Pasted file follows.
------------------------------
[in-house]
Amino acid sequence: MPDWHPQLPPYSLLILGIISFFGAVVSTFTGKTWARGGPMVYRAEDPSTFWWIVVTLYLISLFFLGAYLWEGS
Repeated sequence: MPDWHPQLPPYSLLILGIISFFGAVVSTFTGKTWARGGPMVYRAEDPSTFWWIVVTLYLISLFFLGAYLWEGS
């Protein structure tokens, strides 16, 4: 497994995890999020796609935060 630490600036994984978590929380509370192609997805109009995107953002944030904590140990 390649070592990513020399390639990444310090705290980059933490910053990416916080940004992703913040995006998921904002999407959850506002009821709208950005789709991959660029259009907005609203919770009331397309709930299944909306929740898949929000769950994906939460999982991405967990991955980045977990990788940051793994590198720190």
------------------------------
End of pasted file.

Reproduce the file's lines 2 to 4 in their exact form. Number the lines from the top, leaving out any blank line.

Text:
Amino acid sequence: MPDWHPQLPPYSLLILGIISFFGAVVSTFTGKTWARGGPMVYRAEDPSTFWWIVVTLYLISLFFLGAYLWEGS
Repeated sequence: MPDWHPQLPPYSLLILGIISFFGAVVSTFTGKTWARGGPMVYRAEDPSTFWWIVVTLYLISLFFLGAYLWEGS
């Protein structure tokens, strides 16, 4: 497994995890999020796609935060 630490600036994984978590929380509370192609997805109009995107953002944030904590140990 390649070592990513020399390639990444310090705290980059933490910053990416916080940004992703913040995006998921904002999407959850506002009821709208950005789709991959660029259009907005609203919770009331397309709930299944909306929740898949929000769950994906939460999982991405967990991955980045977990990788940051793994590198720190």